Prepare to eat heartily, and heavily. One of the hallmarks of Hungarian food is its bulk. This means enormous platters of tender, juicy beef piled atop plump noodles; breaded, fried veal cutlets nestled alongside great hunks of buttery fried potatoes; and deep-fried mushrooms, proud of their grease and cloaked in fat suits of tartar sauce.
Prepare to eat humbly. Eastern European cuisine is classic comfort food. Favorite dishes include gently sautéed chicken livers, oven-baked pork loin, meatloaf in chubby slabs, sausage-potato-egg casserole, and obese sausage links resting on a bed of glossy tri-color peppers.
Prepare to diet the next day. Hungarian chefs don't hold back the good stuff, serving pools of rich cream sauce, lava flows of molten cheese, dollops of tangy sour cream and desserts that are more huge, sugar-entombed shrines than simply food.
But most of all, prepare to be thrilled. For while many associate Hungarian food with bland, fatty dishes involving overcooked cabbage, it's not. Thanks to creative use of distinguished spices like paprika (spicy-sweet crushed pepper powder) and poppy seeds, plus sour cream to enrich rather than overwhelm, the cuisine can exude elegance. In fact, Hungarian food can be rapturous, inspiring visions that keep us up at night, tossing and turning as our stomach rumbles in growling protest that it wants these fine things and it wants them now.
Restaurateur Peter Vamos understands our desires. He's been meeting them for three years with Peter's European Café at Fifth Avenue and Scottsdale Road, a bistro that while offering such upscale fare as spicy tuna loin with citrus-basil confit and mango purée, also sneaks in some solid comfort fare like stuffed cabbage rolls in sour cream.
Now, he's tossing any pretense of frou-frou aside, with a new restaurant that focuses squarely on the food of his heartland: hearty, humble, honest Hungarian. At Peter's Budapest Café, eating isn't about health; it's all about happiness.
Food like this is so good, so glorious, so gluttonous. Which is why we rarely allow ourselves the pleasure. Like any pure pleasure, we've been told, indulging will make us go blind (or at least get fat).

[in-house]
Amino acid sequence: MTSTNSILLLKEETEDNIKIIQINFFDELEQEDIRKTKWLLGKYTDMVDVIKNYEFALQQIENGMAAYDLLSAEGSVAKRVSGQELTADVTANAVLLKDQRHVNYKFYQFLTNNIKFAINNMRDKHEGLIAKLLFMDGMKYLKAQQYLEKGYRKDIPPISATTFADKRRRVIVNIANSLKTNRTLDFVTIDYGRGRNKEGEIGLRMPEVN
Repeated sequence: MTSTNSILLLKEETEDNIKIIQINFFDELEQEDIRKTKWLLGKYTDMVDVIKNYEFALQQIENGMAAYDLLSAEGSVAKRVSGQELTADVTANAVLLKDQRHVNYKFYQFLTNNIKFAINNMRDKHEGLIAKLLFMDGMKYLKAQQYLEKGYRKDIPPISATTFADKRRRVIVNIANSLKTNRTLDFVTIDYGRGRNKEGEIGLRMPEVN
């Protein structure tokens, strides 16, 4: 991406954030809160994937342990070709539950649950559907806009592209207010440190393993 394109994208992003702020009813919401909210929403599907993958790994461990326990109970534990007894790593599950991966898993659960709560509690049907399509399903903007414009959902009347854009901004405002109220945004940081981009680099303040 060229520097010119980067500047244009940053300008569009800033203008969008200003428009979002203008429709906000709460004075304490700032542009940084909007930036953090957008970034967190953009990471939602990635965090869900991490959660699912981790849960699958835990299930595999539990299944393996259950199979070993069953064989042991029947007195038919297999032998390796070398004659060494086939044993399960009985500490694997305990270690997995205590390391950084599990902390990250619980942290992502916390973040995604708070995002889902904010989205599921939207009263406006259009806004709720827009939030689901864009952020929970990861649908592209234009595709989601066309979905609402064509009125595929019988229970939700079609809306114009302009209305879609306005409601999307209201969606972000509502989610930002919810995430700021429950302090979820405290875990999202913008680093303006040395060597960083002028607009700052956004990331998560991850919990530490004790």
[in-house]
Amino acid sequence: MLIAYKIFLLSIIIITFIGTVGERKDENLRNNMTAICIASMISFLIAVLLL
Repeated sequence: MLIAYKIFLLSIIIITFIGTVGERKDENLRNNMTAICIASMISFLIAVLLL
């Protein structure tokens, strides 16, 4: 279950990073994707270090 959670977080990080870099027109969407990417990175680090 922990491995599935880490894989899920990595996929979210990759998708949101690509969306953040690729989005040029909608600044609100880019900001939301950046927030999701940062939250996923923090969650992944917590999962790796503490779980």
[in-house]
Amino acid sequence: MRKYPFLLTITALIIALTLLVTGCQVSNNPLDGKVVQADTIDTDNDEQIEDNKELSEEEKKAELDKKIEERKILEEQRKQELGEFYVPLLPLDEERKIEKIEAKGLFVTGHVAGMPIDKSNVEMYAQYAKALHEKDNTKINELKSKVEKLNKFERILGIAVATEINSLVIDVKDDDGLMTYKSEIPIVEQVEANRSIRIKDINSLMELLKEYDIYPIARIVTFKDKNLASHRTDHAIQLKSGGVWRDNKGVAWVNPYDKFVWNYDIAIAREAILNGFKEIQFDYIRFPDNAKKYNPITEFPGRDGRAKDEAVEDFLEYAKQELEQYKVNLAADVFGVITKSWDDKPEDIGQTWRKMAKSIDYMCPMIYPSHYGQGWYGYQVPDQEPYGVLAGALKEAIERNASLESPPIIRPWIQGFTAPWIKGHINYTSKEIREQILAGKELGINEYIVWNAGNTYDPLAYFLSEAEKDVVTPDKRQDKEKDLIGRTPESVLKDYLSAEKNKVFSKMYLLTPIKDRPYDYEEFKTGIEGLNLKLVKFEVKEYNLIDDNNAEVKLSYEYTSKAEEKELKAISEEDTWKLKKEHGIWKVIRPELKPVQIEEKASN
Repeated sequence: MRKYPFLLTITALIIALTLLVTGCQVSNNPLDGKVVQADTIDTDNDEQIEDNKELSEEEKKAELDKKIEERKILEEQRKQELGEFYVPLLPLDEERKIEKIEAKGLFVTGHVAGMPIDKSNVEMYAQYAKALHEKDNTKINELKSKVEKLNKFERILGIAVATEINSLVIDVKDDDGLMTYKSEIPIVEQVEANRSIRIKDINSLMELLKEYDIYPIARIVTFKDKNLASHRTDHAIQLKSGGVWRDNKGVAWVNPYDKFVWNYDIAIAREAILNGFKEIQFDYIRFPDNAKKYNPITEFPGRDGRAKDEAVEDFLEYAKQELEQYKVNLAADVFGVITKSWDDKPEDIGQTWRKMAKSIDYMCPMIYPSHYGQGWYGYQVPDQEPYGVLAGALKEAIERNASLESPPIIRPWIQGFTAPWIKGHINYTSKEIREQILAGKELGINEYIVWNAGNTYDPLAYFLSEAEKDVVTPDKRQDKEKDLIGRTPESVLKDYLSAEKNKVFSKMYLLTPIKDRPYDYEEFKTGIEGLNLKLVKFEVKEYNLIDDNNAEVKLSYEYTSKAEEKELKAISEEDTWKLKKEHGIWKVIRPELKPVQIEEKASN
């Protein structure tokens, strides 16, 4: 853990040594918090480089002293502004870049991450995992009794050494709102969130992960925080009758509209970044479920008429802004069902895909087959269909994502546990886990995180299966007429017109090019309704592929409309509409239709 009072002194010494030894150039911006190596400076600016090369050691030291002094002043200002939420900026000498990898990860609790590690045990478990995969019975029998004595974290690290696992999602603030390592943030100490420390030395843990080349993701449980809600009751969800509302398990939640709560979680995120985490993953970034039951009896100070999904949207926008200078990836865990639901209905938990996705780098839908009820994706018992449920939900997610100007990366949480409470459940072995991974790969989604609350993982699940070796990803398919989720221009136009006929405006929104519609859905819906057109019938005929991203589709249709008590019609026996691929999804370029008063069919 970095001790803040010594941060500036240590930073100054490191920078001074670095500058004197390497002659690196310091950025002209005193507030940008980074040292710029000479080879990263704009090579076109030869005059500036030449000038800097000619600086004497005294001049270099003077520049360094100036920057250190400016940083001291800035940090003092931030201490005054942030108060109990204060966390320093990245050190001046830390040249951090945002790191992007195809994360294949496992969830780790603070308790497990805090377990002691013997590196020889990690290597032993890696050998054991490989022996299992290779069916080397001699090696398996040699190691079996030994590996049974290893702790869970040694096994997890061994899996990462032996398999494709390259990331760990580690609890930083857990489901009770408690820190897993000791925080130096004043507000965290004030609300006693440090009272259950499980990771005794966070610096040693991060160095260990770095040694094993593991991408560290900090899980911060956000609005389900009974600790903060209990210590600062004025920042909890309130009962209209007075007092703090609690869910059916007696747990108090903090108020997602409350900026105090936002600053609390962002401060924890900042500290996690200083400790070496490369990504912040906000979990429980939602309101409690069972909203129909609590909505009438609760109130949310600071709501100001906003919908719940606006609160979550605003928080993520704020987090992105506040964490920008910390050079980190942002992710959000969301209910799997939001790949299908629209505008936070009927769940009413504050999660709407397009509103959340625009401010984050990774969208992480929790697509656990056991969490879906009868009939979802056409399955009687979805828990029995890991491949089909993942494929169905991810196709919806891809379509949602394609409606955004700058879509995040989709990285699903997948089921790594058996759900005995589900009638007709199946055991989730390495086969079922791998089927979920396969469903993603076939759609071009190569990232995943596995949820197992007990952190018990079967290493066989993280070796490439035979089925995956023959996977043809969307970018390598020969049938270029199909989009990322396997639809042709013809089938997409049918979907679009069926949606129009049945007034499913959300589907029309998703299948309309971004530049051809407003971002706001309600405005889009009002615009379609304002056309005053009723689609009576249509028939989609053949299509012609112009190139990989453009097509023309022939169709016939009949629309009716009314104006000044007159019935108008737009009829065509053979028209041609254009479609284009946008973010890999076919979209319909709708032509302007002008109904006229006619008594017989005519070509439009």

Which is wrong. Because life is much too short to spend time agonizing over fine food. Food is meant to be savored. Food is meant to be a luxury celebrated and embraced for its sensuality and vitality. If estimates are true that people between the ages of 20 and 50 spend 20,000 hours chewing and swallowing -- more than 800 days of uninterrupted eating -- then food should enhance, not torment our lives. Moderation, not abstinence, is the key.
Vamos knows something about torment. A Budapest native, he escaped his Hungarian homeland in 1970 at the age of 22, seeking escape from a life compromised by communism. It wasn't an easy defection; he had to leave behind an accomplished career as a concert pianist.
He landed on his feet in New York City. There, he trained at Julliard and performed at Carnegie Hall, then opened what would be the first of several successful restaurants. Ten years ago, he migrated to Scottsdale; seven years later he opened Peter's European Café, the Valley's first attempt at a Hungarian restaurant in about 15 years.
Unfortunately, reception at Peter's original cafe has been lukewarm. Traffic to the restaurant hasn't been what it should be, given the creative destruction of the Scottsdale/Goldwater curve, the failure of the Galleria across the street, and the Valley dining public's general ignorance about the magic of this eastern European cuisine. Adding injury, one local publication complained a year after Peter's opening that there wasn't "much particularly memorable" about its recipes.
Whether Vamos discovered overnight how to showcase his cuisine, I can't say -- it took me until this year to try it myself, when a rendezvous at another restaurant nearby failed (the place was closed for a private party). In default, we wandered across the intersection and claimed a table at the European Café.
All hail the private party. A planned evening of pizza and panini evolved into extravagance sparked with spectacular flavors, service as delicious as any dish, and a setting as colorful and playful as a Grimm's Fairy Tale.
What we ate dissolved us into bloated bliss, including a sinful, silky broth of pumpkin, potato, fresh basil and roasted almonds. There was chicken Dijonaise, the boneless breast encrusted in a crunchy envelope of shredded potatoes, roasted almonds, sesame seeds and Dijon mustard over saffron rice. The wiener schnitzel, fragrant veal pounded to svelte thinness, breaded and gently fried, glistened with paprikash sauce escorted by fluffy whipped roasted-garlic potatoes plus red cabbage, slow-cooked to a damp mass of whisky-like sweet and sour.